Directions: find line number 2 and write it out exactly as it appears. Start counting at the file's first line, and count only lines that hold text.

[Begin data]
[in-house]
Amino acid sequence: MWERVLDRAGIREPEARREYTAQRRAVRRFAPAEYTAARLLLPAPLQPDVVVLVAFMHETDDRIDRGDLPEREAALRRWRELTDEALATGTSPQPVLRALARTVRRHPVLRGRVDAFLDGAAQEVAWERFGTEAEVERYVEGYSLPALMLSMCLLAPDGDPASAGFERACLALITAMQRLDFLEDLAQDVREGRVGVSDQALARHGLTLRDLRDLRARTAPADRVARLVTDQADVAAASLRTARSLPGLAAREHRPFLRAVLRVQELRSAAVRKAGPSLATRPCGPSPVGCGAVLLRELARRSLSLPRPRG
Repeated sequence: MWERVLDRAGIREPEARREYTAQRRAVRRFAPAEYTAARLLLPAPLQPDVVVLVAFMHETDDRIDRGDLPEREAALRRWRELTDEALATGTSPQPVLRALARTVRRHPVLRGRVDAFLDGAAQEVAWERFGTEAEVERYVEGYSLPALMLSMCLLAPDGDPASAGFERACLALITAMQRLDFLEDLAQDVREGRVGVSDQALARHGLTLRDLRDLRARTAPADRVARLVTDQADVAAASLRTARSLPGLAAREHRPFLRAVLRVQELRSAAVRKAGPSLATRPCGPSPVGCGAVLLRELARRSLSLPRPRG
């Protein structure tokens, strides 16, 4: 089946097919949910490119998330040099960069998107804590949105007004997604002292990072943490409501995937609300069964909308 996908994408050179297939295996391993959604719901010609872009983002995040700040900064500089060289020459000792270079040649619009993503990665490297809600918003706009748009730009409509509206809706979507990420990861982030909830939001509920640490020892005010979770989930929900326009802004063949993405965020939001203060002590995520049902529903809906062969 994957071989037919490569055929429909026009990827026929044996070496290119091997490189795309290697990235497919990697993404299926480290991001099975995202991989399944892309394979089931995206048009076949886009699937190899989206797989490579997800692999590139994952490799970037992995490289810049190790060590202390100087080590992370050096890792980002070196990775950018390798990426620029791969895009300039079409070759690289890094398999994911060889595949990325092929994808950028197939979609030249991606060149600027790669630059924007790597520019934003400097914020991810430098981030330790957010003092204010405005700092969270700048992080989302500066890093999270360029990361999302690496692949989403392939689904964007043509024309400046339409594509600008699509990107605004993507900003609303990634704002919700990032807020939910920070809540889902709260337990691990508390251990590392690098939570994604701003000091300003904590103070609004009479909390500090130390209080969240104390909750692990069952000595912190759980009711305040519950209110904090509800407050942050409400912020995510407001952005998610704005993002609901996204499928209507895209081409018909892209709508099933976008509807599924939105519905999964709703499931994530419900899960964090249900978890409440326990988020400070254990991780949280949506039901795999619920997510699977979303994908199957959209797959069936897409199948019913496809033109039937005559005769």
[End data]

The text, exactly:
Amino acid sequence: MWERVLDRAGIREPEARREYTAQRRAVRRFAPAEYTAARLLLPAPLQPDVVVLVAFMHETDDRIDRGDLPEREAALRRWRELTDEALATGTSPQPVLRALARTVRRHPVLRGRVDAFLDGAAQEVAWERFGTEAEVERYVEGYSLPALMLSMCLLAPDGDPASAGFERACLALITAMQRLDFLEDLAQDVREGRVGVSDQALARHGLTLRDLRDLRARTAPADRVARLVTDQADVAAASLRTARSLPGLAAREHRPFLRAVLRVQELRSAAVRKAGPSLATRPCGPSPVGCGAVLLRELARRSLSLPRPRG